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Sustainable Packaging Trends for 2015: All About Millennials


By Elisabeth Comere

As packaging innovators, it is in our best interest and in the interest of our customers to monitor emerging trends in the industry.

I compiled three distinct ways packaging could evolve in the coming year which have been primarily influenced by millennials, the largest generational group of socially-aware consumers globally.

1. Reaching millennials

Millennials, generally aged between 15 to 35, make up about a third of the global population, and they are significantly influencing market trends. This purpose-driven group uses its power to drive social and environmental change across economic sectors by demanding accountability from major corporations and big brand names. They are also the largest generational group in history and, on average, they spend approximately $600 billion annually. Results show that total is expected to rise to $1.4 trillion in the next six years.

Research released by brand marketing firm Oliver Russell indicates their purchasing choices are influenced by companies that exercise positive social and environmental best practices across the entire supply chain. “Millennials view taking care of themselves and the environment as one and the same,” wrote the authors of the Oliver Russell Brand Amplitude Study.

With on-the-go lifestyles, this generation is looking for healthy and convenient food and beverages that come in packages that are easily opened, resealed for later use, and feature recyclability and other green qualities. In fact, 3 out of 4 millennials would choose soup from a carton over a can for just these reasons. Healthy and eco-friendly products are dominating the purchases in this market, but millennials also look for transparent information about a product’s sustainability credentials, with claims supported by third parties.

2. Transparent recycling chains

According to a global study commissioned by Tetra Pak, 89 percent of consumers prefer to buy products in packages they know to be recyclable. But according to a recent ISRI study, 33 percent of Americans have doubts about recycling, as they are not always certain if an item is recyclable, and 6 percent say they do not believe the items they set aside for recycling are actually recycled. (This survey was conducted online within the United States by Harris Poll on behalf of the Institute of Scrap Recycling Industries (ISRI) from Nov. 3-5, 2014 among 2,013 adults ages 18 and older.)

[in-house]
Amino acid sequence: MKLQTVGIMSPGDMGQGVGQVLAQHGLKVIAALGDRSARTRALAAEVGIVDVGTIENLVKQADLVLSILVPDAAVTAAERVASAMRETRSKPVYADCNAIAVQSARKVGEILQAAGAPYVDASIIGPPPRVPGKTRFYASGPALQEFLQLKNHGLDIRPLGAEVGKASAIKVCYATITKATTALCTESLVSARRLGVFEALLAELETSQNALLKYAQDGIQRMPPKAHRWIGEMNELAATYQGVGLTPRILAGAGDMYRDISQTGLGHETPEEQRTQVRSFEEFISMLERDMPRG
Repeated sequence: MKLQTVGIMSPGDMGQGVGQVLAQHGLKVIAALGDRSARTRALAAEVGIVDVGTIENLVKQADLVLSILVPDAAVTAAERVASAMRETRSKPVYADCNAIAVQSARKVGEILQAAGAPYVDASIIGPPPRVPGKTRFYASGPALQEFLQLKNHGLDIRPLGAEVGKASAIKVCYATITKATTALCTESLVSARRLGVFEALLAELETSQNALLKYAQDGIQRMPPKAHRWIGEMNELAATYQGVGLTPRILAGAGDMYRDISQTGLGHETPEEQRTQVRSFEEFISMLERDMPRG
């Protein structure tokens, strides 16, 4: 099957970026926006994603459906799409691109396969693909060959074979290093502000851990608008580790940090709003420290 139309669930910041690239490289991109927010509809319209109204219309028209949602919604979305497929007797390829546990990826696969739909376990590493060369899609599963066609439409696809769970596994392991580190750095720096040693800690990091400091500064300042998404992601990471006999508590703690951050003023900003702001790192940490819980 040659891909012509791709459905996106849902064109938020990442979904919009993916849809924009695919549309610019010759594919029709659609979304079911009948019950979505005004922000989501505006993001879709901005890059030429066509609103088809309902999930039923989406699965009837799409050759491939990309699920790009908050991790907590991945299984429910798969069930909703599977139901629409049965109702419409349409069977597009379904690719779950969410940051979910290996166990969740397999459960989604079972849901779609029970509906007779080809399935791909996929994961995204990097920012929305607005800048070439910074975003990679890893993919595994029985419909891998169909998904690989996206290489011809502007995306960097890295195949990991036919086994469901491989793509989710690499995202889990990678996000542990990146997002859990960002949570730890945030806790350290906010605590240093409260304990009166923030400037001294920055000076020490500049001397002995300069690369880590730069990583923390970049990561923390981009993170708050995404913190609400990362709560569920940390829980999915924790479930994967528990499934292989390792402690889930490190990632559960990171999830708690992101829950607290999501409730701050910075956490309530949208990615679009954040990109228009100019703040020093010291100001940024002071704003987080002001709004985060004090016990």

For this reason, we need to establish better transparency within our recycling chains in order to communicate the goals, challenges and accomplishments of existing recycling programs. One way to alleviate confusion and skepticism is to incorporate the transparent reporting structures that measure the efficiency and effectiveness of recycled materials and disclose the chain of custody of how these materials are recycled. This is in addition to clearly labeling products so consumers can easily identify how to properly recycle them.

3. Move from "clean" to "clear" labels

“Clean" labels refer to a branding approach that emphasizes a product’s wholesomeness of ingredients, lack of artificial ingredients and sometimes a lack of common allergens. “Clean labeling” relies on the use of terms such as “natural," “organic" and “minimally processed." The lack of universally-accepted definitions around these terms, however, has led to growing skepticism and confusion in the marketplace.  In reaction to this, consumers and consumer advocate groups are pushing for more clarity in labeling, hence better transparency about the product and packaging composition.  A recent study by Innova Market Insights found that clear product labeling is the top trend to likely impact the global food and beverage industry in the new year.

The importance of adhering to the clear labeling approach holds equally true for packaging manufacturers. In a survey of 6,600 consumers in 10 countries, conducted by Euromonitor for Tetra Pak, almost half of the respondents said they find on-pack logos helpful in understanding the environmental impact of beverage packages. One example by which Tetra Pak is leading in this field is by displaying FSC labeling on more and more of its packages made of FSC-certified materials, thus providing consumers with a third-party assurance that the paperboard used to make cartons comes from responsibly managed forests and other controlled sources.

Stay tuned for three more packaging trends tomorrow on TriplePundit! 

Elisabeth Comere is responsible for environment at Tetra Pak – the world leader in packaging and food processing solutions. She joined the company in 2006 as Environment Manager for Europe where she helped define and drive Tetra Pak’s environmental strategy and contributed shaping recycling for cartons in Europe. Since 2010, she is based in the U.S., focusing on advancing the Tetra Pak’s commitment to sustainability in the U.S. and Canada and is involved in various industry and customer packaging and sustainability initiatives.

3p Contributor

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